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Toronto policy and missing middle housing: case studies for policy reform

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thesis
posted on 02.02.2022, 16:42 authored by Brent Kuefler
This paper examines how the Toronto Official Plan and zoning bylaw have limit the market from effectively responding to housing demand. These documents protect Toronto’s ‘stable’ neighbourhoods from increased density and restrict development of affordable missing middle housing forms which could provide ground-related housing in desired areas. Policy which limits housing options in existing communities has contributed to negative social, economic, and environmental outcomes within cities. Recognizing the negative impacts of exclusionary zoning, jurisdictions across North America are reforming policy and zoning bylaws to permit multi-unit housing in areas zoned for single-detached housing. This paper reviews reform processes in several jurisdictions and recommends that Toronto reform its Official Plan and zoning bylaw to permit increased housing options across the city, conduct outreach to change opinions on increased density, incentivize production of missing middle housing, and use land value capture tools to limit increases in land values brought about by rezoning.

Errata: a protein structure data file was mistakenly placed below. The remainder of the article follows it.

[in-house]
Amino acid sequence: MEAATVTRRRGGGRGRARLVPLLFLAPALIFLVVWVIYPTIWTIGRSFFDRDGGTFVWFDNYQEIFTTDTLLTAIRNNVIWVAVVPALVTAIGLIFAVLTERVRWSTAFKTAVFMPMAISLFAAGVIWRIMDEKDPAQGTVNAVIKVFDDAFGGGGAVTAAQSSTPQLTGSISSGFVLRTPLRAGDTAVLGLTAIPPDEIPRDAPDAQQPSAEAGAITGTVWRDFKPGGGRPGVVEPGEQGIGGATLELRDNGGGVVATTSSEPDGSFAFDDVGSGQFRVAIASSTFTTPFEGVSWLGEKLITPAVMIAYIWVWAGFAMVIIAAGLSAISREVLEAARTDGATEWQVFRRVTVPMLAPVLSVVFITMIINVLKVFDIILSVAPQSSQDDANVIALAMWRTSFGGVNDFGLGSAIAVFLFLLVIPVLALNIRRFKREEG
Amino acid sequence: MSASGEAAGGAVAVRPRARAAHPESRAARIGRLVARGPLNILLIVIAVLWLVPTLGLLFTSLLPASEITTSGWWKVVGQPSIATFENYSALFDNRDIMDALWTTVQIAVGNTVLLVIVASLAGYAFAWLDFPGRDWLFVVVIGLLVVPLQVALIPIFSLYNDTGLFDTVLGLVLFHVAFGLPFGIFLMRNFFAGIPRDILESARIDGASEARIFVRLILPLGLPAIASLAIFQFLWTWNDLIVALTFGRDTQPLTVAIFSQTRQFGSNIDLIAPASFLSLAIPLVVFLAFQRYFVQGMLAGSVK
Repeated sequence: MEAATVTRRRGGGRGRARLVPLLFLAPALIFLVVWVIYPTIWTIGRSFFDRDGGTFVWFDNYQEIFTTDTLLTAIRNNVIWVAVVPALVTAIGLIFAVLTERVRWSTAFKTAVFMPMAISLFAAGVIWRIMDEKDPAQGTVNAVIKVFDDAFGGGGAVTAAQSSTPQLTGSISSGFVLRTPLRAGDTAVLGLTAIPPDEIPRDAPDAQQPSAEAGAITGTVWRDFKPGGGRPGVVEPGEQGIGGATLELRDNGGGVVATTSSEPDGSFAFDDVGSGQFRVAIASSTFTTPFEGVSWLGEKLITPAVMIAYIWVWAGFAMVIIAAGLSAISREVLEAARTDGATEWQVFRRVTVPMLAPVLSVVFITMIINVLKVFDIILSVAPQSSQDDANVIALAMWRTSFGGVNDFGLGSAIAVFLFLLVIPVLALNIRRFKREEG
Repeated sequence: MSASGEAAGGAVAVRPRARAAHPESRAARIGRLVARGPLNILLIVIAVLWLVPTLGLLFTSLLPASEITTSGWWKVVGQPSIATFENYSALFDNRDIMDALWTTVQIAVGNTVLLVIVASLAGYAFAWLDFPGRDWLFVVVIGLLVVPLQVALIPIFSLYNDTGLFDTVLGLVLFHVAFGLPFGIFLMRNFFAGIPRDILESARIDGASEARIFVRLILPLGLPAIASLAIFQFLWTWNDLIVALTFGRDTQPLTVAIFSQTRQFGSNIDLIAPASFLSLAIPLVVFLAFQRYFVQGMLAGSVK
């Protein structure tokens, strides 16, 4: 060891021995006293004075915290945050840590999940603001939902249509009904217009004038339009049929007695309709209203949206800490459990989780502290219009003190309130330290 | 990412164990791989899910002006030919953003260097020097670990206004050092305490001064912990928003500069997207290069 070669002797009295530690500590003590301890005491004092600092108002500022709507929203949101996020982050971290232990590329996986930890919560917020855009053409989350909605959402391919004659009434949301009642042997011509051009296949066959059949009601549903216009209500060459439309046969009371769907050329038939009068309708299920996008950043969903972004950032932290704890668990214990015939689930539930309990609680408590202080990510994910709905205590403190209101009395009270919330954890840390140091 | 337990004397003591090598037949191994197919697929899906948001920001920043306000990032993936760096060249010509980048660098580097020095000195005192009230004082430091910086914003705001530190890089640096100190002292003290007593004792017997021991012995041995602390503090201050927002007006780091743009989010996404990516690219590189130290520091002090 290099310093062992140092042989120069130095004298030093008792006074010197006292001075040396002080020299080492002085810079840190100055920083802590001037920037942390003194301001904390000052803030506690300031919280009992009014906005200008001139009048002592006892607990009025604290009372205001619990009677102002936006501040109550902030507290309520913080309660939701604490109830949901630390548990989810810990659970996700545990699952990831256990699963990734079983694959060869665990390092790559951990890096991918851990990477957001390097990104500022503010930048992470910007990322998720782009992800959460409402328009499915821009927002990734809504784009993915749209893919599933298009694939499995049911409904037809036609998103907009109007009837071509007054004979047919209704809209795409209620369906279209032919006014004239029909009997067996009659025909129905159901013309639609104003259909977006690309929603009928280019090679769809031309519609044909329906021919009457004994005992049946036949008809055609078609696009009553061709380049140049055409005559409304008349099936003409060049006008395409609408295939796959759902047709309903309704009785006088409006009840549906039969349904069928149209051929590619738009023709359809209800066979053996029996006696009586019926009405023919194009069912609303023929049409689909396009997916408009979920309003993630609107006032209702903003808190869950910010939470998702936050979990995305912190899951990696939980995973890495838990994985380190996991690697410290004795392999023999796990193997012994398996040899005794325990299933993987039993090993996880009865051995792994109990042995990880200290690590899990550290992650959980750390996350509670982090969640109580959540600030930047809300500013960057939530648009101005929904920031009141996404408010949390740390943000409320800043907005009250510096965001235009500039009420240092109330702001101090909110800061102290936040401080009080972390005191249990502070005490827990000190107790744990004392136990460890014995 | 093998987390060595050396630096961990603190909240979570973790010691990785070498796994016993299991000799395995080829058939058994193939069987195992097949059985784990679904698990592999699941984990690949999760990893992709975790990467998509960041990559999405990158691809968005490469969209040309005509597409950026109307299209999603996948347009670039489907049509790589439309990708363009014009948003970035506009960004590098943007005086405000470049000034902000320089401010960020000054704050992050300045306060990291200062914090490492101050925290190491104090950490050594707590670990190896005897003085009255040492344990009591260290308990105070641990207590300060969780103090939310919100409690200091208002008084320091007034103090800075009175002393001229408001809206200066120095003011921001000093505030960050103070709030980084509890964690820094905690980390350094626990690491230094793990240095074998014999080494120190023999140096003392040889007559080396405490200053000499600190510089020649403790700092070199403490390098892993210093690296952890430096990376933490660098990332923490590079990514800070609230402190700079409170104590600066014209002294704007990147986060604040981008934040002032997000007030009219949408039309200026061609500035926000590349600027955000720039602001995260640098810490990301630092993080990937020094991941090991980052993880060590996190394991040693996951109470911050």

KEYWORDS
missing middle housing, yellowbelt, stable neighbourhoods, Toronto, zoning

History

Language

English

Degree

Master of Planning

Program

Urban Development

Thesis Advisor

David Amborski